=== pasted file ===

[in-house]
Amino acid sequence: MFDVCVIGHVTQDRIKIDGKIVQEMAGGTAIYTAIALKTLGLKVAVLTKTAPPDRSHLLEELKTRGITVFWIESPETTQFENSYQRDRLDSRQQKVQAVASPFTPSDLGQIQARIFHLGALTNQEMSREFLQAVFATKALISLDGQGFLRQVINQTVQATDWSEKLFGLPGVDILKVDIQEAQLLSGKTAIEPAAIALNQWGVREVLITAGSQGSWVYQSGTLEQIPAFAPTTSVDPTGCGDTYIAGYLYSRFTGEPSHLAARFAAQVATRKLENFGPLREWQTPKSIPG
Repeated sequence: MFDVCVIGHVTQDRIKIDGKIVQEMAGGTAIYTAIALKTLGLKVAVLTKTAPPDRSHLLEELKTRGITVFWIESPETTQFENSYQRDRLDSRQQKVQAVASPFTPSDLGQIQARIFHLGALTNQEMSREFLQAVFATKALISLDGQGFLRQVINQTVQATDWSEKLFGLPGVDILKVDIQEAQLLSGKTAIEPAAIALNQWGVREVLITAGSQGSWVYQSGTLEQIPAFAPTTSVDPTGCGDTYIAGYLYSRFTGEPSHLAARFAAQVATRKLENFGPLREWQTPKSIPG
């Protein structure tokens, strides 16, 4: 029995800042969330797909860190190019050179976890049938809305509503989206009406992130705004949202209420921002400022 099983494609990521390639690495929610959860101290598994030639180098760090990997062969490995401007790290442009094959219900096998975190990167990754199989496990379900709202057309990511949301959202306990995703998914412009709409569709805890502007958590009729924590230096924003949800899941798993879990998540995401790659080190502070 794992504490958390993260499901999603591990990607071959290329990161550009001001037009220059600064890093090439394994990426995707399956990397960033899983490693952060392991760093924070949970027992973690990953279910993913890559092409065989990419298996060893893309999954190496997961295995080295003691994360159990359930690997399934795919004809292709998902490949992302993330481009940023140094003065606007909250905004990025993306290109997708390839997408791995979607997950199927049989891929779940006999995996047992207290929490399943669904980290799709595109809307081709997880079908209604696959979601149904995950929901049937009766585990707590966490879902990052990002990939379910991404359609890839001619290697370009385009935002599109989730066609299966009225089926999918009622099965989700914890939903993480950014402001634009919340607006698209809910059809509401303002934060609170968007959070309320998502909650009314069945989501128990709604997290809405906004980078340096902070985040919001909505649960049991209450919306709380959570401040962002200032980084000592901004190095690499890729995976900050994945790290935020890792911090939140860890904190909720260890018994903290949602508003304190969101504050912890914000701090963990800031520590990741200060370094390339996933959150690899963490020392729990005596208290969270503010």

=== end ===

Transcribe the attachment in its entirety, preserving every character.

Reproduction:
[in-house]
Amino acid sequence: MFDVCVIGHVTQDRIKIDGKIVQEMAGGTAIYTAIALKTLGLKVAVLTKTAPPDRSHLLEELKTRGITVFWIESPETTQFENSYQRDRLDSRQQKVQAVASPFTPSDLGQIQARIFHLGALTNQEMSREFLQAVFATKALISLDGQGFLRQVINQTVQATDWSEKLFGLPGVDILKVDIQEAQLLSGKTAIEPAAIALNQWGVREVLITAGSQGSWVYQSGTLEQIPAFAPTTSVDPTGCGDTYIAGYLYSRFTGEPSHLAARFAAQVATRKLENFGPLREWQTPKSIPG
Repeated sequence: MFDVCVIGHVTQDRIKIDGKIVQEMAGGTAIYTAIALKTLGLKVAVLTKTAPPDRSHLLEELKTRGITVFWIESPETTQFENSYQRDRLDSRQQKVQAVASPFTPSDLGQIQARIFHLGALTNQEMSREFLQAVFATKALISLDGQGFLRQVINQTVQATDWSEKLFGLPGVDILKVDIQEAQLLSGKTAIEPAAIALNQWGVREVLITAGSQGSWVYQSGTLEQIPAFAPTTSVDPTGCGDTYIAGYLYSRFTGEPSHLAARFAAQVATRKLENFGPLREWQTPKSIPG
């Protein structure tokens, strides 16, 4: 029995800042969330797909860190190019050179976890049938809305509503989206009406992130705004949202209420921002400022 099983494609990521390639690495929610959860101290598994030639180098760090990997062969490995401007790290442009094959219900096998975190990167990754199989496990379900709202057309990511949301959202306990995703998914412009709409569709805890502007958590009729924590230096924003949800899941798993879990998540995401790659080190502070 794992504490958390993260499901999603591990990607071959290329990161550009001001037009220059600064890093090439394994990426995707399956990397960033899983490693952060392991760093924070949970027992973690990953279910993913890559092409065989990419298996060893893309999954190496997961295995080295003691994360159990359930690997399934795919004809292709998902490949992302993330481009940023140094003065606007909250905004990025993306290109997708390839997408791995979607997950199927049989891929779940006999995996047992207290929490399943669904980290799709595109809307081709997880079908209604696959979601149904995950929901049937009766585990707590966490879902990052990002990939379910991404359609890839001619290697370009385009935002599109989730066609299966009225089926999918009622099965989700914890939903993480950014402001634009919340607006698209809910059809509401303002934060609170968007959070309320998502909650009314069945989501128990709604997290809405906004980078340096902070985040919001909505649960049991209450919306709380959570401040962002200032980084000592901004190095690499890729995976900050994945790290935020890792911090939140860890904190909720260890018994903290949602508003304190969101504050912890914000701090963990800031520590990741200060370094390339996933959150690899963490020392729990005596208290969270503010």